While many factors contributed to the final retail price, energy was a common driver in the processing of all agricultural produce.
“Energy costs influence the processing and transportation of food items.”
It noted that South African food value chains have been hit by the electricity crises that the country is facing.
“Alternative sources of energy are far more expensive at approximately four times the price per unit of electricity supplied, compared to the standard rates of the national grid. These costs eventually all filter through to consumers and overall food inflation,” the BFAP said.Go to article
AgriSA has issued a stark warning that the combined challenges of electricity shortages and surging fuel costs are poised to drive up food prices in stores.
AgriSA chief executive Christo van der Rheede has warned that the combined effect of electricity shortages and escalating fuel prices would inevitably lead to higher food prices in South African shops.
Daily power outages, known as load shedding, have plagued South African businesses and households for most of this year. Now steeply higher petrol and diesel costs are adding to the pain.
South Africa’s fuel prices are set monthly, based on fluctuations in the cost of imported oil. Both petrol and diesel prices rose sharply this month, and even higher increases are forecast for October.
Van der Rheede said diesel was essential for farming operations, and it looked like a high spike in diesel prices last year was going to be repeated this year. Under high levels of load shedding, expensive diesel, for operations and to run generators, hits the whole food value chain, from farms to processing and storage facilities, logistics and transport, and distribution and retail centres.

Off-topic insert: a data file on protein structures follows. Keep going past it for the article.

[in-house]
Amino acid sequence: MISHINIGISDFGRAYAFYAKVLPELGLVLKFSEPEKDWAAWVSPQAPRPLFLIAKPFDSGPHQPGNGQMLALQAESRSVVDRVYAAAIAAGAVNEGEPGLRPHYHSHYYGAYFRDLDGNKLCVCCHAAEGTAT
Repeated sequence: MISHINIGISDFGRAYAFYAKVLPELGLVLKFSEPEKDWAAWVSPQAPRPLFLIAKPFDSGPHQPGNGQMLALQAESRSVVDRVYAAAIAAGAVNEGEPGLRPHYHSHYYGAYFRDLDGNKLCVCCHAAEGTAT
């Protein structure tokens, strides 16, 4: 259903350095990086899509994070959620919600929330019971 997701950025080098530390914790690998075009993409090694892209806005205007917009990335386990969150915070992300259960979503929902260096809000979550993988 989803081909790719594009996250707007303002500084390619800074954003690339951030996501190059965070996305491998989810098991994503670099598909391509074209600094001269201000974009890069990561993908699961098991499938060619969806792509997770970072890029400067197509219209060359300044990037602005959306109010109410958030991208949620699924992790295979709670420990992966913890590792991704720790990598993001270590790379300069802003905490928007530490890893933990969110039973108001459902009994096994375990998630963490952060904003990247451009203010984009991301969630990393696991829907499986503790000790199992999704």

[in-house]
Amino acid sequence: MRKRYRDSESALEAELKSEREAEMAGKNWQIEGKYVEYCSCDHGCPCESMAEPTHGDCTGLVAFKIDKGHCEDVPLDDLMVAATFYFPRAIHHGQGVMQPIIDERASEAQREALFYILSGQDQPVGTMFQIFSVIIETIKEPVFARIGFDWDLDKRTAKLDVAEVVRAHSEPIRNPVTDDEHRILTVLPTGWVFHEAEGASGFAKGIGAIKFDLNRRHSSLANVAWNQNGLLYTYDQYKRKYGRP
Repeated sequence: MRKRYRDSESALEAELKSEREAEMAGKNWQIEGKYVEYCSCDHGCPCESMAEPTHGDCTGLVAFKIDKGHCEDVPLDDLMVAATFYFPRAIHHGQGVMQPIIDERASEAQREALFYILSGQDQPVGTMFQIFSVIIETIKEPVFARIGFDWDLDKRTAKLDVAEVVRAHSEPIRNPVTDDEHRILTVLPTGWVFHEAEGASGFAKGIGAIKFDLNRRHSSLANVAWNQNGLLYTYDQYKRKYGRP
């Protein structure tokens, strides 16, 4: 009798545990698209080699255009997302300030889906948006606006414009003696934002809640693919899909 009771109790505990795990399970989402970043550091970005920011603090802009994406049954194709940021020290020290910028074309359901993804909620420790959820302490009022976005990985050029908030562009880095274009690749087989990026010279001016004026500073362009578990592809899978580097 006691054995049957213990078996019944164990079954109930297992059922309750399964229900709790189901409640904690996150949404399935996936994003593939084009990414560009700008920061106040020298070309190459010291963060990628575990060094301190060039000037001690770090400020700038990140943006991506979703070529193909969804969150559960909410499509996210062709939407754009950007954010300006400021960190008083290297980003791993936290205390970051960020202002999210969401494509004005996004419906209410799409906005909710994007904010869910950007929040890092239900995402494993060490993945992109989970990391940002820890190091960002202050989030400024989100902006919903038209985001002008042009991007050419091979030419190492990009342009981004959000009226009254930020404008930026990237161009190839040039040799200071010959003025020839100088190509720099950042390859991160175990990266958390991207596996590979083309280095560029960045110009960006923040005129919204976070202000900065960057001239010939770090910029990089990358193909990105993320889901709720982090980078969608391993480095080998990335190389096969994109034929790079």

He described the electricity and diesel price rises as a “double blow” for agriculture. He called for an increase in the diesel rebate for agriculture, as it was now insufficient to counter the cost increase.
South Africa’s agricultural sector was becoming unprofitable and uncompetitive in the global market.
“We are at the point where we cannot compete with Namibia, where the diesel price is far less than South Africa. It’s going to have a negative impact on food inflation and the price of products,” Van der Rheede said.Go to article
Bird flu outbreaks, which have led to over four million chicken cullings and substantial financial losses, are now causing egg shortages in some areas, likely resulting in increased egg prices.
Bird flu outbreaks in South Africa this year have resulted in a record number of cullings at poultry farms, and have started to cause egg shortages in some centres.
Farmer’s Weekly reports that more than 25 outbreaks of bird flu have been recorded so far this year, resulting in the culling of more than four million chickens. This already exceeds the three million culled the previous year and makes 2023 the country’s worst in terms of industry losses due to bird flu.